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Last fall aspiring financiers from across the U.S. logged on to a simulated trading desk for a chance to win Institutional Investor’s third annual All-America Student Analyst Competition. Flush with $100,000 in virtual cash, more than 2,000 students from 74 colleges and universities rode the waves of low interest rates, the Ebola scare and tanking oil prices as they battled to beat the Russell 3000 Index.

Taking top honors this year is Matthew Feldman, a senior at Baruch College in New York. Feldman participated in the competition as part of professor Bruce Kamich’s technical analysis class, where he learned different buy and sell signals. A die-hard value investor, the 23-year-old Honolulu native dumped more than half his capital into Southwest Airlines Co., enticed by an attractive price-earnings ratio, strong earnings and the expectation that low oil prices would ratchet up net profits.

“Stocks like Amazon that have a superhigh P/E ratio, I stay away from,” he explains. “I’d rather invest in stocks that have high value and a lot of potential.” Long familiar with his top choice, Feldman has held the Dallas-based air carrier in his personal portfolio since 2010.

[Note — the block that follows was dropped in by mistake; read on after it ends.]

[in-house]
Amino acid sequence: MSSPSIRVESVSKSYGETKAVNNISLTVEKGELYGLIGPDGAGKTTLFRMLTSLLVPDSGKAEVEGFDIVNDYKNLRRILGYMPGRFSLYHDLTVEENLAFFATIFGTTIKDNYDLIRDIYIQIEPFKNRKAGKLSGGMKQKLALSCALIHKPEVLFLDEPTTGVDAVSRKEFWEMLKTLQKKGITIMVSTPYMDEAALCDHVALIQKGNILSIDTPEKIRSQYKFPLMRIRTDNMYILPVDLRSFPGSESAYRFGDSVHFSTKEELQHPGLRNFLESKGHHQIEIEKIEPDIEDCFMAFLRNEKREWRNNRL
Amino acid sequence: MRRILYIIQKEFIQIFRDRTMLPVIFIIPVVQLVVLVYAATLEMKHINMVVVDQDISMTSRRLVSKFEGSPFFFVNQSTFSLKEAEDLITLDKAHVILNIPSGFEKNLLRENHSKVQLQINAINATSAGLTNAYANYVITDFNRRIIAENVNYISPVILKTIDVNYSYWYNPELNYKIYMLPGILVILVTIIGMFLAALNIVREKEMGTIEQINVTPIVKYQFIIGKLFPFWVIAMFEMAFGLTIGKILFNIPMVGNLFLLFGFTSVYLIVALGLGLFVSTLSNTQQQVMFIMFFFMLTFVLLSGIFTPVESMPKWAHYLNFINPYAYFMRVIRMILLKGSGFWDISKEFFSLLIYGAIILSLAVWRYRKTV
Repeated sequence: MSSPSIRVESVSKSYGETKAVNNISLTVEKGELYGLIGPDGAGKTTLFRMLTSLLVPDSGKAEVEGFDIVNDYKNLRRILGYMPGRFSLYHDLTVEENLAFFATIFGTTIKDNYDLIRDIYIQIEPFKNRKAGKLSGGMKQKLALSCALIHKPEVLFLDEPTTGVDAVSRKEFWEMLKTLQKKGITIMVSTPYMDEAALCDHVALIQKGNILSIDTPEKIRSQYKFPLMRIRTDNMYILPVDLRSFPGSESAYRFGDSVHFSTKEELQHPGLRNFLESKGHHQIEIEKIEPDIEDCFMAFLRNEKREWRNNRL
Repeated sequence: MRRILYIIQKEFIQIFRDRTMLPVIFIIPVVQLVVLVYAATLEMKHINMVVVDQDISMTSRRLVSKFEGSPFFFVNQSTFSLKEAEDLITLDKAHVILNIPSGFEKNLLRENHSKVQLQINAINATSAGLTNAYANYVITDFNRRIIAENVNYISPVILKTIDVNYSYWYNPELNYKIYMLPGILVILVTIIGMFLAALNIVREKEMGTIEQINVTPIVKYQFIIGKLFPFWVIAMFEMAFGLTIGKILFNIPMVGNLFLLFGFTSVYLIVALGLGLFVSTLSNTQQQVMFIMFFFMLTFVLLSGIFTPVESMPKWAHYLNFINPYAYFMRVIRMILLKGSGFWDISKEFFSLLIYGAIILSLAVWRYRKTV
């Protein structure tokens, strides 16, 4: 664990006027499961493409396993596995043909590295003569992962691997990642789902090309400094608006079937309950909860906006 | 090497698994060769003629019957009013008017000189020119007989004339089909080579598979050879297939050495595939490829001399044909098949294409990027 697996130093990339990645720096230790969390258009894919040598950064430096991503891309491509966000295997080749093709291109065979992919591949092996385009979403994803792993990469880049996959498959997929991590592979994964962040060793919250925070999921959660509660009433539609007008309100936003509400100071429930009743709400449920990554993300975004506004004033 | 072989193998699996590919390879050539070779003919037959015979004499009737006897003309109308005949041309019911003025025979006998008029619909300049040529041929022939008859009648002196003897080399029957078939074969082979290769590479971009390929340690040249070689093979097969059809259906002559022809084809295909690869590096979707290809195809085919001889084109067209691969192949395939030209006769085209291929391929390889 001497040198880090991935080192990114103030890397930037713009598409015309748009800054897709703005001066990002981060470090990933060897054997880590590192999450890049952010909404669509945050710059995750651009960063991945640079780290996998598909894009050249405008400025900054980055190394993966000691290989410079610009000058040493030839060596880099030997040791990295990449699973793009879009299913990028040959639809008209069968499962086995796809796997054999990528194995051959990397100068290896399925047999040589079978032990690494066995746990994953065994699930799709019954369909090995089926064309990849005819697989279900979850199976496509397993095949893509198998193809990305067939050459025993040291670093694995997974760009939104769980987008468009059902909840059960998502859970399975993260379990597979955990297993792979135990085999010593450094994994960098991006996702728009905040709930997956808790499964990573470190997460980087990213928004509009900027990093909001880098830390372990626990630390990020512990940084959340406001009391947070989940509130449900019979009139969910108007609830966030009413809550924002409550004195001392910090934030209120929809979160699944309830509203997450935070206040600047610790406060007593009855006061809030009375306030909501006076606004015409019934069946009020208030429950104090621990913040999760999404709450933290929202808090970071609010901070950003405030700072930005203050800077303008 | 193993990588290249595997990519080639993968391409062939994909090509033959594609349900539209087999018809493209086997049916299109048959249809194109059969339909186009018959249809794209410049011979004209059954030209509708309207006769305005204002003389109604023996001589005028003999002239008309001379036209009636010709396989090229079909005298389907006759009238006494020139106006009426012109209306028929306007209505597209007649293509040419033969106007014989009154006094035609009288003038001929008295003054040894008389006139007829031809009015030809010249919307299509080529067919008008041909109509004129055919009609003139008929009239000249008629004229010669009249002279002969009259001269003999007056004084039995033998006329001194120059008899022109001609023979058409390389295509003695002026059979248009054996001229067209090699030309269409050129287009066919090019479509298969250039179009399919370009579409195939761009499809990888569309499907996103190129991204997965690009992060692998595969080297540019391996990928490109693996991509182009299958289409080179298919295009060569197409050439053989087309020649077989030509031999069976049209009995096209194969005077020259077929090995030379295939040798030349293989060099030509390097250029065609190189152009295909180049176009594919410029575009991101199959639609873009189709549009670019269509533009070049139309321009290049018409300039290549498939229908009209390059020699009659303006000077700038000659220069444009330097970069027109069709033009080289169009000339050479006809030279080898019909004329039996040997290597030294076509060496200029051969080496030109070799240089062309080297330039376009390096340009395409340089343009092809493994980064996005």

All-America Student Analyst Competition

Apart from Southwest Airlines, Feldman put together a diversified book with holdings in the energy, financial, health care and retail sectors, domestic and abroad. His second-largest position was a 27 percent allocation to Main Street Capital Corp., a Houston-based private equity firm catering to lower-middle-market businesses. Feldman wanted his second-largest position to be a good income stock and picked Main Street for its stable price history and high dividend yield, he reports.

Using the Alphaseal software platform, developed by Stamford, Connecticut–based research services provider Mark My Media, these mock-portfolio managers could buy and sell stocks and index funds, use leverage and take short positions from September 2, 2014, through January 30, 2015. (Not all students placed their first trades on the same day.) To better simulate a trader’s responsibilities, the competition required participants to maintain a trade journal explaining their stock picks and also to comply with Regulation T, the Federal Reserve Board rule enforcing a 50 percent margin constraint on initial stock purchases. Violation of the rule taught students the perils of ignoring financial regulations as some were disqualified from the overall ranking.